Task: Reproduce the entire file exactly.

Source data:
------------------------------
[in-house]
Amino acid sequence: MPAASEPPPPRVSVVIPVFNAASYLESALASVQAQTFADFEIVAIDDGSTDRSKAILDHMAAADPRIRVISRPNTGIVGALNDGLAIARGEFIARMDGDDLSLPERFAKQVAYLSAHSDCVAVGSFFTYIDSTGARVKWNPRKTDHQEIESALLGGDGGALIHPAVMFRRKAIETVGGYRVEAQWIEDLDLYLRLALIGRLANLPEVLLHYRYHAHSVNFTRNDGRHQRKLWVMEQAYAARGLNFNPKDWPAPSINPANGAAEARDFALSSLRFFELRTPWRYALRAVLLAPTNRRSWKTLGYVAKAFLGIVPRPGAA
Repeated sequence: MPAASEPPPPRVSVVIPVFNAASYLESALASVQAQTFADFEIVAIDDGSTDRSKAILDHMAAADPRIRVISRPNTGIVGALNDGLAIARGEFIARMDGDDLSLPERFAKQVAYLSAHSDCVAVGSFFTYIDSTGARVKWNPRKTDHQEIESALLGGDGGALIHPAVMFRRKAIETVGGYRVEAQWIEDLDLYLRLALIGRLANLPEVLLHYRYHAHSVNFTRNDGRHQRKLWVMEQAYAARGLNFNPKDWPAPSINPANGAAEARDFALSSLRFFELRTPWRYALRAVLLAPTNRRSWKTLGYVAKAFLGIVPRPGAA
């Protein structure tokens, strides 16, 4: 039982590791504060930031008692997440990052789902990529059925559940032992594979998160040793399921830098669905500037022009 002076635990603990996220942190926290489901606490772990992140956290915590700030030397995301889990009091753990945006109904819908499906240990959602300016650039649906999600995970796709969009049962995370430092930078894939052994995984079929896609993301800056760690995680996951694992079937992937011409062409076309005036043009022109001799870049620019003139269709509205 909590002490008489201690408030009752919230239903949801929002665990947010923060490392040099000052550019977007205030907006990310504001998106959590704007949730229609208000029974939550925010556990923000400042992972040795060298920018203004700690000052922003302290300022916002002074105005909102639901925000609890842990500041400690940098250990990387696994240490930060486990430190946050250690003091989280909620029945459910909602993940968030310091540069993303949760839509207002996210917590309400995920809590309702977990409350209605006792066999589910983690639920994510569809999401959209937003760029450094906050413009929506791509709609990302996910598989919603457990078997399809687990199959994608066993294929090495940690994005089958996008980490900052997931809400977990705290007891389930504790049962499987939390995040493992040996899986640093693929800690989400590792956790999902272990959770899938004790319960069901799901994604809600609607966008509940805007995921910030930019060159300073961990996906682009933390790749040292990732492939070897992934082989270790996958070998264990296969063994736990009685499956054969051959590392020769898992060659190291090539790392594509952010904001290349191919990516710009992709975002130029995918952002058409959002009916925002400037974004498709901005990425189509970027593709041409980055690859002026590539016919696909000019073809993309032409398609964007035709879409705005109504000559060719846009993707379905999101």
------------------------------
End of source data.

[in-house]
Amino acid sequence: MPAASEPPPPRVSVVIPVFNAASYLESALASVQAQTFADFEIVAIDDGSTDRSKAILDHMAAADPRIRVISRPNTGIVGALNDGLAIARGEFIARMDGDDLSLPERFAKQVAYLSAHSDCVAVGSFFTYIDSTGARVKWNPRKTDHQEIESALLGGDGGALIHPAVMFRRKAIETVGGYRVEAQWIEDLDLYLRLALIGRLANLPEVLLHYRYHAHSVNFTRNDGRHQRKLWVMEQAYAARGLNFNPKDWPAPSINPANGAAEARDFALSSLRFFELRTPWRYALRAVLLAPTNRRSWKTLGYVAKAFLGIVPRPGAA
Repeated sequence: MPAASEPPPPRVSVVIPVFNAASYLESALASVQAQTFADFEIVAIDDGSTDRSKAILDHMAAADPRIRVISRPNTGIVGALNDGLAIARGEFIARMDGDDLSLPERFAKQVAYLSAHSDCVAVGSFFTYIDSTGARVKWNPRKTDHQEIESALLGGDGGALIHPAVMFRRKAIETVGGYRVEAQWIEDLDLYLRLALIGRLANLPEVLLHYRYHAHSVNFTRNDGRHQRKLWVMEQAYAARGLNFNPKDWPAPSINPANGAAEARDFALSSLRFFELRTPWRYALRAVLLAPTNRRSWKTLGYVAKAFLGIVPRPGAA
């Protein structure tokens, strides 16, 4: 039982590791504060930031008692997440990052789902990529059925559940032992594979998160040793399921830098669905500037022009 002076635990603990996220942190926290489901606490772990992140956290915590700030030397995301889990009091753990945006109904819908499906240990959602300016650039649906999600995970796709969009049962995370430092930078894939052994995984079929896609993301800056760690995680996951694992079937992937011409062409076309005036043009022109001799870049620019003139269709509205 909590002490008489201690408030009752919230239903949801929002665990947010923060490392040099000052550019977007205030907006990310504001998106959590704007949730229609208000029974939550925010556990923000400042992972040795060298920018203004700690000052922003302290300022916002002074105005909102639901925000609890842990500041400690940098250990990387696994240490930060486990430190946050250690003091989280909620029945459910909602993940968030310091540069993303949760839509207002996210917590309400995920809590309702977990409350209605006792066999589910983690639920994510569809999401959209937003760029450094906050413009929506791509709609990302996910598989919603457990078997399809687990199959994608066993294929090495940690994005089958996008980490900052997931809400977990705290007891389930504790049962499987939390995040493992040996899986640093693929800690989400590792956790999902272990959770899938004790319960069901799901994604809600609607966008509940805007995921910030930019060159300073961990996906682009933390790749040292990732492939070897992934082989270790996958070998264990296969063994736990009685499956054969051959590392020769898992060659190291090539790392594509952010904001290349191919990516710009992709975002130029995918952002058409959002009916925002400037974004498709901005990425189509970027593709041409980055690859002026590539016919696909000019073809993309032409398609964007035709879409705005109504000559060719846009993707379905999101």